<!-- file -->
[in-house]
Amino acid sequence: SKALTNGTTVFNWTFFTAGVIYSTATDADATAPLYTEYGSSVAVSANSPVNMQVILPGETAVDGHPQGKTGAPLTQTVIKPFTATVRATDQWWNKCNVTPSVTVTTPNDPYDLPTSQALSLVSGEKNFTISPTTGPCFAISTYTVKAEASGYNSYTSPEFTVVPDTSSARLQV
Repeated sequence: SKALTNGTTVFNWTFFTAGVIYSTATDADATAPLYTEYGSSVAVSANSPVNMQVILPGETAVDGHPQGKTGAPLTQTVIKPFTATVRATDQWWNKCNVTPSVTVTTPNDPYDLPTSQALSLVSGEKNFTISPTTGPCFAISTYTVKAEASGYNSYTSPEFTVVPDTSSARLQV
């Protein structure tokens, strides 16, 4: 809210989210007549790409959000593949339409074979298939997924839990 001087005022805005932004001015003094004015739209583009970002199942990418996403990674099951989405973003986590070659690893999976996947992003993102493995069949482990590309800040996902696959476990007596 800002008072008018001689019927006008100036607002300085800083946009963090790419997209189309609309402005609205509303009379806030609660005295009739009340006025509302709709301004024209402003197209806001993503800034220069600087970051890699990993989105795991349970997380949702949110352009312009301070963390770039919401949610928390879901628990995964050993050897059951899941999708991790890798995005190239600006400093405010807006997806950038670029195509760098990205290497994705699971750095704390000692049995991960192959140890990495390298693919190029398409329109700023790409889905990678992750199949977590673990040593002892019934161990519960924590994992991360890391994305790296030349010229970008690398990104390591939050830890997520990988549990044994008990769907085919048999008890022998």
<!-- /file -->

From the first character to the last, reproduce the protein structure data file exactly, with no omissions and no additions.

[in-house]
Amino acid sequence: SKALTNGTTVFNWTFFTAGVIYSTATDADATAPLYTEYGSSVAVSANSPVNMQVILPGETAVDGHPQGKTGAPLTQTVIKPFTATVRATDQWWNKCNVTPSVTVTTPNDPYDLPTSQALSLVSGEKNFTISPTTGPCFAISTYTVKAEASGYNSYTSPEFTVVPDTSSARLQV
Repeated sequence: SKALTNGTTVFNWTFFTAGVIYSTATDADATAPLYTEYGSSVAVSANSPVNMQVILPGETAVDGHPQGKTGAPLTQTVIKPFTATVRATDQWWNKCNVTPSVTVTTPNDPYDLPTSQALSLVSGEKNFTISPTTGPCFAISTYTVKAEASGYNSYTSPEFTVVPDTSSARLQV
């Protein structure tokens, strides 16, 4: 809210989210007549790409959000593949339409074979298939997924839990 001087005022805005932004001015003094004015739209583009970002199942990418996403990674099951989405973003986590070659690893999976996947992003993102493995069949482990590309800040996902696959476990007596 800002008072008018001689019927006008100036607002300085800083946009963090790419997209189309609309402005609205509303009379806030609660005295009739009340006025509302709709301004024209402003197209806001993503800034220069600087970051890699990993989105795991349970997380949702949110352009312009301070963390770039919401949610928390879901628990995964050993050897059951899941999708991790890798995005190239600006400093405010807006997806950038670029195509760098990205290497994705699971750095704390000692049995991960192959140890990495390298693919190029398409329109700023790409889905990678992750199949977590673990040593002892019934161990519960924590994992991360890391994305790296030349010229970008690398990104390591939050830890997520990988549990044994008990769907085919048999008890022998």